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Domestic Airport Updates to Get Excited About!

Oct. 29, 2014
8 min read
Domestic Airport Updates to Get Excited About!
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Just like the planes that serve them, some airports are in better shape than others. Today, TPG Contributor Jason Steele shows us some U.S. airports that are undergoing improvements, and a few more that should be.

America gets a lot of criticism for having outdated airports. Certainly not every city offers the equivalent of Singapore's Changi Airport (which has won dozens of awards for being the best airport in the world), but some of our airports are now undergoing dramatic renovations and expansions that will allow them to handle additional passengers with greater convenience and better amenities than ever before.

Here are four American airports that are leading the way:

1. Denver International Airport
Denver International, or DIA as the locals call it, already boasts many superlatives. Having opened in 1995, it's the newest major American airport, the largest American airport in terms of land mass, and it has the longest public use runway in the United States. Yet arriving passengers often remark that the airport appears to be in the middle of nowhere, and the nearest hotels are at least seven miles away.

Over the past three years, the City of Denver has been hard at work correcting these oversights in an otherwise state-of-the-art facility. A fast commuter rail line is mostly complete that will speed visitors between the terminal and downtown Denver's newly renovated Union Station in under 35 minutes. Above the airport's train station, a new 519-room Westin hotel will offer soaring views of the Rocky Mountains, the eastern plains of Colorado, and the airfield itself.

Where construction currently stands on the new Westin Denver International.

I recently had the opportunity to tour the construction site with the city's Program Manager Stu Williams. The overall impression I got was that this project encompasses far more than just a new airport hotel and train station. The hotel contains a convention center large enough to accommodate up to 2,000 people, and there will be a public outdoor plaza between the terminal and hotel that's larger than a football field.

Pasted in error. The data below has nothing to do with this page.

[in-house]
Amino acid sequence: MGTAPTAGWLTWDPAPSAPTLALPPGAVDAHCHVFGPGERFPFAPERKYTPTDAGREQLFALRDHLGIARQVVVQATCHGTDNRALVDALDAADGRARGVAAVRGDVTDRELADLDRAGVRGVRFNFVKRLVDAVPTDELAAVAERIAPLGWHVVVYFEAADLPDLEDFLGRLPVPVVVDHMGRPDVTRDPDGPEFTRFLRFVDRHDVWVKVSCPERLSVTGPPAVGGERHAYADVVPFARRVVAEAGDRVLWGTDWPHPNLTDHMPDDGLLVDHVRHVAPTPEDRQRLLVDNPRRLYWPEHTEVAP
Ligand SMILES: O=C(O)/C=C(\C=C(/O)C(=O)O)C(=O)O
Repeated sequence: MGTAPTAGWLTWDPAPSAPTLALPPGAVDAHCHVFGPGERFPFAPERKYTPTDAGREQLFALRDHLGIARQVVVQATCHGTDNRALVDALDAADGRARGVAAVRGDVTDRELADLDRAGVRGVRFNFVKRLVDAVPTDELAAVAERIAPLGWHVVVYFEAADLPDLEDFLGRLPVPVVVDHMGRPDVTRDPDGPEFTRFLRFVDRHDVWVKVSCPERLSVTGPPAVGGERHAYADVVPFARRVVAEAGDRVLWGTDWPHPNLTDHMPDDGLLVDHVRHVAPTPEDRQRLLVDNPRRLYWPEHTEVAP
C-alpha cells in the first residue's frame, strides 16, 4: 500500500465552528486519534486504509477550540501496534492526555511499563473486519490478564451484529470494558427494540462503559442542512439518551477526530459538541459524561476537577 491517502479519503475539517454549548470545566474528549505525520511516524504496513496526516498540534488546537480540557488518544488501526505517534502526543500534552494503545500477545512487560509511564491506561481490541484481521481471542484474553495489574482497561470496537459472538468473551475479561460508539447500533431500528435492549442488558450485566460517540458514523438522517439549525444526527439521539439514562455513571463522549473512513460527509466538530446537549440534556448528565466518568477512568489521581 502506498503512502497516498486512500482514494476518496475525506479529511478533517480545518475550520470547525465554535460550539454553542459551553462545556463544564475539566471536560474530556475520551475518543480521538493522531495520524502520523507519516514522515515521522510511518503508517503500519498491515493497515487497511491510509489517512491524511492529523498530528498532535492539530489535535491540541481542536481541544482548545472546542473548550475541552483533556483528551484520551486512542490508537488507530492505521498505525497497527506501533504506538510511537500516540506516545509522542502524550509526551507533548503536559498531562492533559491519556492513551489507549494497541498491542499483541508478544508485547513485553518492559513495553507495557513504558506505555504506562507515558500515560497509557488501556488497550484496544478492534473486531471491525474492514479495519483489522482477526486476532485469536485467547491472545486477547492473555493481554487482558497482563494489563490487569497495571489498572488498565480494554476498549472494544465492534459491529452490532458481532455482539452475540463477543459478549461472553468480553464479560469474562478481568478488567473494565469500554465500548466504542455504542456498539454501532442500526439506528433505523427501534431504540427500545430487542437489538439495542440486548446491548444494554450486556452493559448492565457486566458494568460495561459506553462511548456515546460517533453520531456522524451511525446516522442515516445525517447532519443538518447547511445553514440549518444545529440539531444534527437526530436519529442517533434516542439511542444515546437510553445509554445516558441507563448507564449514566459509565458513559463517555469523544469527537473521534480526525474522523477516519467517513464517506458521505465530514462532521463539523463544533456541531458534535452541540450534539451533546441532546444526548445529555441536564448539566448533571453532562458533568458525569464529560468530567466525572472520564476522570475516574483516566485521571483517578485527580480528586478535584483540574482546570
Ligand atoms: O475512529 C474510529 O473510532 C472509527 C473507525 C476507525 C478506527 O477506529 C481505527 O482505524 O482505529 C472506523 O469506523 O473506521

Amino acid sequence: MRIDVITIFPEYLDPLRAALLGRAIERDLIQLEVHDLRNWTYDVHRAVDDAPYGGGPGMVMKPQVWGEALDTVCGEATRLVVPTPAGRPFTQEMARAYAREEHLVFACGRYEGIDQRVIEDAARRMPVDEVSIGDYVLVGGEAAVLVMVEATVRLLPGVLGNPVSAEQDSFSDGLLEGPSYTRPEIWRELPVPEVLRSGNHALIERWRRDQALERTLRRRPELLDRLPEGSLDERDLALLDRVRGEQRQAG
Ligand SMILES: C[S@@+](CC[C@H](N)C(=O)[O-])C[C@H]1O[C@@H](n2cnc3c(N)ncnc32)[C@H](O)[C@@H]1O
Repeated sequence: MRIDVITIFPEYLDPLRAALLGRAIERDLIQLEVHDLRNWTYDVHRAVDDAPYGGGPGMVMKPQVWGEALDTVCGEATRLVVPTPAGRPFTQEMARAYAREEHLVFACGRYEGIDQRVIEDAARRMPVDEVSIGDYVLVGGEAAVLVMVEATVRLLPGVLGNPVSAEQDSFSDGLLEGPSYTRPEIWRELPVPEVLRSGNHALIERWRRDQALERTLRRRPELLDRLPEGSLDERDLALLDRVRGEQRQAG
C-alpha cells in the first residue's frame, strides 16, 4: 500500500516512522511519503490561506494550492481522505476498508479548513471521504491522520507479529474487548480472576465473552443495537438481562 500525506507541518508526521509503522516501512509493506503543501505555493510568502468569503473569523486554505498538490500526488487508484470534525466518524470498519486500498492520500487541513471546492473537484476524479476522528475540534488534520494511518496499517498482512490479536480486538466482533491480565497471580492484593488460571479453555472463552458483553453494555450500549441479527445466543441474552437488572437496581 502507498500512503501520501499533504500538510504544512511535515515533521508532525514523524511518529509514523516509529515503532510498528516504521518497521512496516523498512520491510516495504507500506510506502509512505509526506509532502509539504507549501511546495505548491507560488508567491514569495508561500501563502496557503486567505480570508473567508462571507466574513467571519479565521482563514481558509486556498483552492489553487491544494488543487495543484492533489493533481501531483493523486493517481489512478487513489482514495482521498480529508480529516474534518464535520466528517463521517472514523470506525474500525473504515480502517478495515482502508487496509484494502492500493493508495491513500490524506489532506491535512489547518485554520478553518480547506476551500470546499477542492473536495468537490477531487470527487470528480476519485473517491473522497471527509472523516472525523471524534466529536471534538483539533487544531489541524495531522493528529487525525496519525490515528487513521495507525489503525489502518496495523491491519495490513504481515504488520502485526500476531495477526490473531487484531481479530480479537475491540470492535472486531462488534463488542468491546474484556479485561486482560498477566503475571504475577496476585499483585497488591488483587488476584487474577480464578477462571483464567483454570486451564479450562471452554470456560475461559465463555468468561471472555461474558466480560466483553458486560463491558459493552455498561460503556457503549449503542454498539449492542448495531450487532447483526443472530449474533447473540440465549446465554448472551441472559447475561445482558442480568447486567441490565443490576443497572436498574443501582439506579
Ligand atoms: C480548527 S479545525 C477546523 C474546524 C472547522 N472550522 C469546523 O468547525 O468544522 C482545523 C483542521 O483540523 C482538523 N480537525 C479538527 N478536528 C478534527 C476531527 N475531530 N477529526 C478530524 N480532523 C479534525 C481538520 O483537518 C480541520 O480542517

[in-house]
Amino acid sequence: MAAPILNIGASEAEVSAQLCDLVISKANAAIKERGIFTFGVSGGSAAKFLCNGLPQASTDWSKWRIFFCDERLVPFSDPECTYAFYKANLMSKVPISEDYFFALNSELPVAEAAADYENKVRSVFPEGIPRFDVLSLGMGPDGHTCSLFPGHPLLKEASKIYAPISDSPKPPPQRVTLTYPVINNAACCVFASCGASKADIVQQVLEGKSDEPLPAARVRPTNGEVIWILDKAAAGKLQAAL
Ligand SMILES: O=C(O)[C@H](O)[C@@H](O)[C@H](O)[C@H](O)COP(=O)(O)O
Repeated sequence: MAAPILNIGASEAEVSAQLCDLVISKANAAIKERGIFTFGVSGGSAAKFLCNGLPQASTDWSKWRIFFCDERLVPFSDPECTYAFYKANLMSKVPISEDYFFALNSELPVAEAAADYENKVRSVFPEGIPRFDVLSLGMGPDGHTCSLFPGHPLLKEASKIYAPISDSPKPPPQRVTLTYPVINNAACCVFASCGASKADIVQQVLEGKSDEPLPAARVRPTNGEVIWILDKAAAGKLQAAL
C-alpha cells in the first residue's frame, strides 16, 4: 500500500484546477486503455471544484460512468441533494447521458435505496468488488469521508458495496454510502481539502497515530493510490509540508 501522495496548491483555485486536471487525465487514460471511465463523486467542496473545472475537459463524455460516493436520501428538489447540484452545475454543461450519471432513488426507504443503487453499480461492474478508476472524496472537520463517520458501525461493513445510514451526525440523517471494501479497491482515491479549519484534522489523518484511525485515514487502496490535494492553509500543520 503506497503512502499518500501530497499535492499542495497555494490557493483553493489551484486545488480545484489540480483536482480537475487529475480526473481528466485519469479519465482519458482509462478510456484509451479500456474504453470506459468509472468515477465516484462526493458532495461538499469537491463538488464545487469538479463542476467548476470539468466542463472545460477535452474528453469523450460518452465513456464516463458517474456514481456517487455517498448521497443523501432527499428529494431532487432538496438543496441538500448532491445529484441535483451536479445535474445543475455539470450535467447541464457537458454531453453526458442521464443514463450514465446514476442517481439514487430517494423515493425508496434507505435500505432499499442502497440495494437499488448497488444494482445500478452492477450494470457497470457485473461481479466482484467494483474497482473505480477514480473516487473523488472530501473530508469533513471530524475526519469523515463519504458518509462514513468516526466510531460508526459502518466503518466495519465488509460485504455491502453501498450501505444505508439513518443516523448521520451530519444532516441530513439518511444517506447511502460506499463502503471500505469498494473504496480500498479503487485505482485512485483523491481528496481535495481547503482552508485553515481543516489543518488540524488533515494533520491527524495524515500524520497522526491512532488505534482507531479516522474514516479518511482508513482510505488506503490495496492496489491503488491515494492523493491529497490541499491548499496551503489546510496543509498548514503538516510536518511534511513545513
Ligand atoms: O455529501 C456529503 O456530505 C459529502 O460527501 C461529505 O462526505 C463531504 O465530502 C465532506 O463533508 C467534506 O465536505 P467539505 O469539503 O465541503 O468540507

What the new Westin hotel and transit center will look like when it's completed in November of 2015.

The plaza has been designed to accommodate events such as concerts, classic car shows, and even food trucks. The idea is that Denver residents will actually want to visit the airport, even when they're not traveling. By Denver law, 1% of the project's budget must go to fund public art, and three very large installations are planned by prominent artists.

In fact, even the rooms in the Westin hotel will feature works by Colorado artists, rather than the stock posters that are typically used. However, I'm not sure guests will notice the art first, as the entire hotel is enclosed by what architects call a "curtain wall" of glass, meaning that every exterior surface is a window, and the views are stunning.

I visited a room under construction, with an amazing view of the train station with the Colorado Rocky Mountains in the background.

In addition, the train station will be configured to offer passengers the fastest and most convenient possible access to the terminal in order to speed them to their gates. Train passengers will be able to check their bags on the arrival platform before hopping onto a single escalator that will take them directly to the nearest TSA security checkpoint. By my estimation, this process will be significantly faster for train passengers than for those being dropped off by car. The hotel, convention center, and public plaza are scheduled to be completed by November of 2015, while the train service is will launch in the spring or summer of 2016.

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This is the hotel pool under construction, with a heck of a view!

2. Fort Lauderdale-Hollywood International Airport
For decades, the Miami airport served as the primary international gateway to South Florida, while the Ft. Lauderdale airport was seen as a less convenient alternative at best. Those days are no longer, as Ft. Lauderdale has seen its service increase dramatically, especially among low-cost carriers.